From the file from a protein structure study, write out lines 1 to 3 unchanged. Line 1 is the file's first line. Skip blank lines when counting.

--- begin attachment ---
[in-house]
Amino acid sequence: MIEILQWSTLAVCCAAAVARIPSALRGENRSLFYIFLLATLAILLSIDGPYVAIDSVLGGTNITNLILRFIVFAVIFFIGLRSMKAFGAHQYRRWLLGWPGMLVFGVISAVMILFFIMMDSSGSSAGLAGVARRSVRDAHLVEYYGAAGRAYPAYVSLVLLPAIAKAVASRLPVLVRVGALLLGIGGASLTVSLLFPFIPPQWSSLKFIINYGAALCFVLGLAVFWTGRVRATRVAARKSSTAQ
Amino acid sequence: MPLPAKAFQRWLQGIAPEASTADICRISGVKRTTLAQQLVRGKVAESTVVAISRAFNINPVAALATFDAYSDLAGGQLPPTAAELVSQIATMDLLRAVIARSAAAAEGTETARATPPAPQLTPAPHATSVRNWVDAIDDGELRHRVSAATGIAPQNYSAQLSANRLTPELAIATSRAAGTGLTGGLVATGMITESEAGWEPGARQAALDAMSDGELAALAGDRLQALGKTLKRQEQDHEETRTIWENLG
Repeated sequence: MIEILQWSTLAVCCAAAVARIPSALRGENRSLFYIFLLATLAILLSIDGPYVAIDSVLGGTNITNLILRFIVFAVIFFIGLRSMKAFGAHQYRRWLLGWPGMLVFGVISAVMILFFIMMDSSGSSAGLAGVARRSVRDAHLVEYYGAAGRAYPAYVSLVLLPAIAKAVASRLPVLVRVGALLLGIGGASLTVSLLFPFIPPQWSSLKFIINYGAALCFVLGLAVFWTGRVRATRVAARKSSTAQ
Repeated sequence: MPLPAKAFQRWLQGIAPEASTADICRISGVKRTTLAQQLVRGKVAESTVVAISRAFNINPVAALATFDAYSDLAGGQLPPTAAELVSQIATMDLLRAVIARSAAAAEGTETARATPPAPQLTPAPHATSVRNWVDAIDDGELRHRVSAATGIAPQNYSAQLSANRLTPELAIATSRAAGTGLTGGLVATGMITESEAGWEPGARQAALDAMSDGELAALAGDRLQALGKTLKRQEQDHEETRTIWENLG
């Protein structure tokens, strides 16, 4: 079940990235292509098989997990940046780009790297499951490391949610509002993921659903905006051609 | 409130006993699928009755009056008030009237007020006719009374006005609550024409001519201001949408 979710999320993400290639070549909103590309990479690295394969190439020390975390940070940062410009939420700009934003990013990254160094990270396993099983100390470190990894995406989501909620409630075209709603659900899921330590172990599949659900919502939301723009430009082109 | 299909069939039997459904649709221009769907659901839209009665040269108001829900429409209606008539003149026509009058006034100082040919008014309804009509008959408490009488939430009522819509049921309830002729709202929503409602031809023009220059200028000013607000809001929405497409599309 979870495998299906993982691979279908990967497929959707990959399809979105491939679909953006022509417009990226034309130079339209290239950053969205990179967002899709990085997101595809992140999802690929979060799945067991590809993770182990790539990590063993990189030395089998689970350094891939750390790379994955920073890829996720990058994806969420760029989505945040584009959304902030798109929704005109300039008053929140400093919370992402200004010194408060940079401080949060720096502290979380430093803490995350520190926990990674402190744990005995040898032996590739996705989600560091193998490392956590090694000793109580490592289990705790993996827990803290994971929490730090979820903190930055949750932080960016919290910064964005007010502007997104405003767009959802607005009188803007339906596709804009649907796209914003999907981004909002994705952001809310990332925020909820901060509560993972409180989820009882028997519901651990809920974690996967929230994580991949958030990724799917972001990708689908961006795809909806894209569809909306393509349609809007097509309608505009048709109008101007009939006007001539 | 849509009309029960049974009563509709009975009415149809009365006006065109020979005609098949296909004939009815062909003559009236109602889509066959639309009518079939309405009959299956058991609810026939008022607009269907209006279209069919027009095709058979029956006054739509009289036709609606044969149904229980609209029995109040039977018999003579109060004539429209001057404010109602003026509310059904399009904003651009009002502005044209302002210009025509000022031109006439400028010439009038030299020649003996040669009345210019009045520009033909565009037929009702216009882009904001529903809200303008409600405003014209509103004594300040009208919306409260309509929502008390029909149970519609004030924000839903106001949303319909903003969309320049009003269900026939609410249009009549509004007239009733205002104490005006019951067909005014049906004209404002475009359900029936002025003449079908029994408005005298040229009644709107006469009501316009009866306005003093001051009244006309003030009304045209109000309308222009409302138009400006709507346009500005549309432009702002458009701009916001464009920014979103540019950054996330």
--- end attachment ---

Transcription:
[in-house]
Amino acid sequence: MIEILQWSTLAVCCAAAVARIPSALRGENRSLFYIFLLATLAILLSIDGPYVAIDSVLGGTNITNLILRFIVFAVIFFIGLRSMKAFGAHQYRRWLLGWPGMLVFGVISAVMILFFIMMDSSGSSAGLAGVARRSVRDAHLVEYYGAAGRAYPAYVSLVLLPAIAKAVASRLPVLVRVGALLLGIGGASLTVSLLFPFIPPQWSSLKFIINYGAALCFVLGLAVFWTGRVRATRVAARKSSTAQ
Amino acid sequence: MPLPAKAFQRWLQGIAPEASTADICRISGVKRTTLAQQLVRGKVAESTVVAISRAFNINPVAALATFDAYSDLAGGQLPPTAAELVSQIATMDLLRAVIARSAAAAEGTETARATPPAPQLTPAPHATSVRNWVDAIDDGELRHRVSAATGIAPQNYSAQLSANRLTPELAIATSRAAGTGLTGGLVATGMITESEAGWEPGARQAALDAMSDGELAALAGDRLQALGKTLKRQEQDHEETRTIWENLG